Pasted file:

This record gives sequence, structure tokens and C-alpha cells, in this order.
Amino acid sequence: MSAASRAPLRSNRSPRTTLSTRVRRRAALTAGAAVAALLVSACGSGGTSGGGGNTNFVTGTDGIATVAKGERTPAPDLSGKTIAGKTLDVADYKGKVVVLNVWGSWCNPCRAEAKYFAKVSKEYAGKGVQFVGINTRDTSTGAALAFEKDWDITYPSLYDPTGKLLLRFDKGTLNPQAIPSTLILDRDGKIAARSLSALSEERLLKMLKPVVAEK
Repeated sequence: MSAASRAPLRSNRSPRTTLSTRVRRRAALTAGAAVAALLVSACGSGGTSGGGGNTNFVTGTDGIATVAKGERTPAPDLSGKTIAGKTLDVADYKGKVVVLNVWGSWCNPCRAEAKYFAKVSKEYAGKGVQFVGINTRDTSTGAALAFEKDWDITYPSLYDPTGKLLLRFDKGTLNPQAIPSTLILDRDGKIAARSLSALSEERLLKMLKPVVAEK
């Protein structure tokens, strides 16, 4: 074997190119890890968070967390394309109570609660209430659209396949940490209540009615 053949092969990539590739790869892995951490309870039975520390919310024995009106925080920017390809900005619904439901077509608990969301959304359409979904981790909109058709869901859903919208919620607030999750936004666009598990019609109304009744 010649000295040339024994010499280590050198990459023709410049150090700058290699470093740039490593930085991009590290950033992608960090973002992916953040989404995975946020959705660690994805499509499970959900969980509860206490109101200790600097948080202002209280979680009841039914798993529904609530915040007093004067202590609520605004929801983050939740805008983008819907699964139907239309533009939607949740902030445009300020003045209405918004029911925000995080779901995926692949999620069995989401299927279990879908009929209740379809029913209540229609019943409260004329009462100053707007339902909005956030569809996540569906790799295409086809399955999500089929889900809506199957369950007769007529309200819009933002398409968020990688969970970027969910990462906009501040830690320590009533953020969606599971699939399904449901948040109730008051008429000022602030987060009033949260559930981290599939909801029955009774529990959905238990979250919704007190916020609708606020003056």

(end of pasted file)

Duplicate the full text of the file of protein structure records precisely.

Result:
This record gives sequence, structure tokens and C-alpha cells, in this order.
Amino acid sequence: MSAASRAPLRSNRSPRTTLSTRVRRRAALTAGAAVAALLVSACGSGGTSGGGGNTNFVTGTDGIATVAKGERTPAPDLSGKTIAGKTLDVADYKGKVVVLNVWGSWCNPCRAEAKYFAKVSKEYAGKGVQFVGINTRDTSTGAALAFEKDWDITYPSLYDPTGKLLLRFDKGTLNPQAIPSTLILDRDGKIAARSLSALSEERLLKMLKPVVAEK
Repeated sequence: MSAASRAPLRSNRSPRTTLSTRVRRRAALTAGAAVAALLVSACGSGGTSGGGGNTNFVTGTDGIATVAKGERTPAPDLSGKTIAGKTLDVADYKGKVVVLNVWGSWCNPCRAEAKYFAKVSKEYAGKGVQFVGINTRDTSTGAALAFEKDWDITYPSLYDPTGKLLLRFDKGTLNPQAIPSTLILDRDGKIAARSLSALSEERLLKMLKPVVAEK
């Protein structure tokens, strides 16, 4: 074997190119890890968070967390394309109570609660209430659209396949940490209540009615 053949092969990539590739790869892995951490309870039975520390919310024995009106925080920017390809900005619904439901077509608990969301959304359409979904981790909109058709869901859903919208919620607030999750936004666009598990019609109304009744 010649000295040339024994010499280590050198990459023709410049150090700058290699470093740039490593930085991009590290950033992608960090973002992916953040989404995975946020959705660690994805499509499970959900969980509860206490109101200790600097948080202002209280979680009841039914798993529904609530915040007093004067202590609520605004929801983050939740805008983008819907699964139907239309533009939607949740902030445009300020003045209405918004029911925000995080779901995926692949999620069995989401299927279990879908009929209740379809029913209540229609019943409260004329009462100053707007339902909005956030569809996540569906790799295409086809399955999500089929889900809506199957369950007769007529309200819009933002398409968020990688969970970027969910990462906009501040830690320590009533953020969606599971699939399904449901948040109730008051008429000022602030987060009033949260559930981290599939909801029955009774529990959905238990979250919704007190916020609708606020003056």